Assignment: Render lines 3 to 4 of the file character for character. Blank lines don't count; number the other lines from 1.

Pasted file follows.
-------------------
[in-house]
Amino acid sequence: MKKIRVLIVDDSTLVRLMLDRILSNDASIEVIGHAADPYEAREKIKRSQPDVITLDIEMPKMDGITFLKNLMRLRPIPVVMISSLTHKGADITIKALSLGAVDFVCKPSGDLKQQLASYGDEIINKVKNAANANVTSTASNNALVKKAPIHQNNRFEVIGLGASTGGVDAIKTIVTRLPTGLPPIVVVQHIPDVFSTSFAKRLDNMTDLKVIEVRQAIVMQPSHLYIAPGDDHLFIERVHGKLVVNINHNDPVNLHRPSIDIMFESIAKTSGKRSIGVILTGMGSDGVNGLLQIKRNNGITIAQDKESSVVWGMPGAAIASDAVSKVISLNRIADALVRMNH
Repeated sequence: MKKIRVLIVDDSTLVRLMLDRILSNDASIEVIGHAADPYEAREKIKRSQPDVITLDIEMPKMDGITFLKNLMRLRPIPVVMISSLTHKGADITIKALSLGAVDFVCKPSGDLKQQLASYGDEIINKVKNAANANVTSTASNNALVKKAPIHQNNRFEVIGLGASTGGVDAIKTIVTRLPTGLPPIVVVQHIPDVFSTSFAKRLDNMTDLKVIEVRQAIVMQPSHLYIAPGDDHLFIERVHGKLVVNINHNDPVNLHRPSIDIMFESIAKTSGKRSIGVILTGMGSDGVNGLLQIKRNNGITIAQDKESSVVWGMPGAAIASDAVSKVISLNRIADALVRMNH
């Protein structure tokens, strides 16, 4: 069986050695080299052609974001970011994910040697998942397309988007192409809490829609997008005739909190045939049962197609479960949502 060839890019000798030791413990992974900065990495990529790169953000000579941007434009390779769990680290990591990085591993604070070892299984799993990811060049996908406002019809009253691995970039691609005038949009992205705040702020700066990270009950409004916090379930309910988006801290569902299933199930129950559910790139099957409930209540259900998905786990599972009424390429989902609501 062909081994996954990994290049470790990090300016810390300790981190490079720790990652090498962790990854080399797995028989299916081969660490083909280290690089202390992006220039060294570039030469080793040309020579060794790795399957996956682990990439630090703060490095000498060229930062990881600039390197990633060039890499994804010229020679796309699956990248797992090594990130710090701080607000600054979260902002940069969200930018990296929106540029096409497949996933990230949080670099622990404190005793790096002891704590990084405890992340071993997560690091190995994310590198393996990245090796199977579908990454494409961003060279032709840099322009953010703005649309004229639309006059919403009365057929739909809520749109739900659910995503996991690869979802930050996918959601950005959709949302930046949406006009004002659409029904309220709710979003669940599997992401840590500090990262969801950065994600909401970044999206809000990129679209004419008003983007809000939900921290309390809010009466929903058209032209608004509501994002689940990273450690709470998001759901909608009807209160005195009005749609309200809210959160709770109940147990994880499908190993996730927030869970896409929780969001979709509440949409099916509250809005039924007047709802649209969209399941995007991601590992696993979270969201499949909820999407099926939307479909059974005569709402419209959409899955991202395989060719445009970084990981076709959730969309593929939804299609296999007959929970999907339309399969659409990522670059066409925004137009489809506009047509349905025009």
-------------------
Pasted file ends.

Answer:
Repeated sequence: MKKIRVLIVDDSTLVRLMLDRILSNDASIEVIGHAADPYEAREKIKRSQPDVITLDIEMPKMDGITFLKNLMRLRPIPVVMISSLTHKGADITIKALSLGAVDFVCKPSGDLKQQLASYGDEIINKVKNAANANVTSTASNNALVKKAPIHQNNRFEVIGLGASTGGVDAIKTIVTRLPTGLPPIVVVQHIPDVFSTSFAKRLDNMTDLKVIEVRQAIVMQPSHLYIAPGDDHLFIERVHGKLVVNINHNDPVNLHRPSIDIMFESIAKTSGKRSIGVILTGMGSDGVNGLLQIKRNNGITIAQDKESSVVWGMPGAAIASDAVSKVISLNRIADALVRMNH
């Protein structure tokens, strides 16, 4: 069986050695080299052609974001970011994910040697998942397309988007192409809490829609997008005739909190045939049962197609479960949502 060839890019000798030791413990992974900065990495990529790169953000000579941007434009390779769990680290990591990085591993604070070892299984799993990811060049996908406002019809009253691995970039691609005038949009992205705040702020700066990270009950409004916090379930309910988006801290569902299933199930129950559910790139099957409930209540259900998905786990599972009424390429989902609501 062909081994996954990994290049470790990090300016810390300790981190490079720790990652090498962790990854080399797995028989299916081969660490083909280290690089202390992006220039060294570039030469080793040309020579060794790795399957996956682990990439630090703060490095000498060229930062990881600039390197990633060039890499994804010229020679796309699956990248797992090594990130710090701080607000600054979260902002940069969200930018990296929106540029096409497949996933990230949080670099622990404190005793790096002891704590990084405890992340071993997560690091190995994310590198393996990245090796199977579908990454494409961003060279032709840099322009953010703005649309004229639309006059919403009365057929739909809520749109739900659910995503996991690869979802930050996918959601950005959709949302930046949406006009004002659409029904309220709710979003669940599997992401840590500090990262969801950065994600909401970044999206809000990129679209004419008003983007809000939900921290309390809010009466929903058209032209608004509501994002689940990273450690709470998001759901909608009807209160005195009005749609309200809210959160709770109940147990994880499908190993996730927030869970896409929780969001979709509440949409099916509250809005039924007047709802649209969209399941995007991601590992696993979270969201499949909820999407099926939307479909059974005569709402419209959409899955991202395989060719445009970084990981076709959730969309593929939804299609296999007959929970999907339309399969659409990522670059066409925004137009489809506009047509349905025009």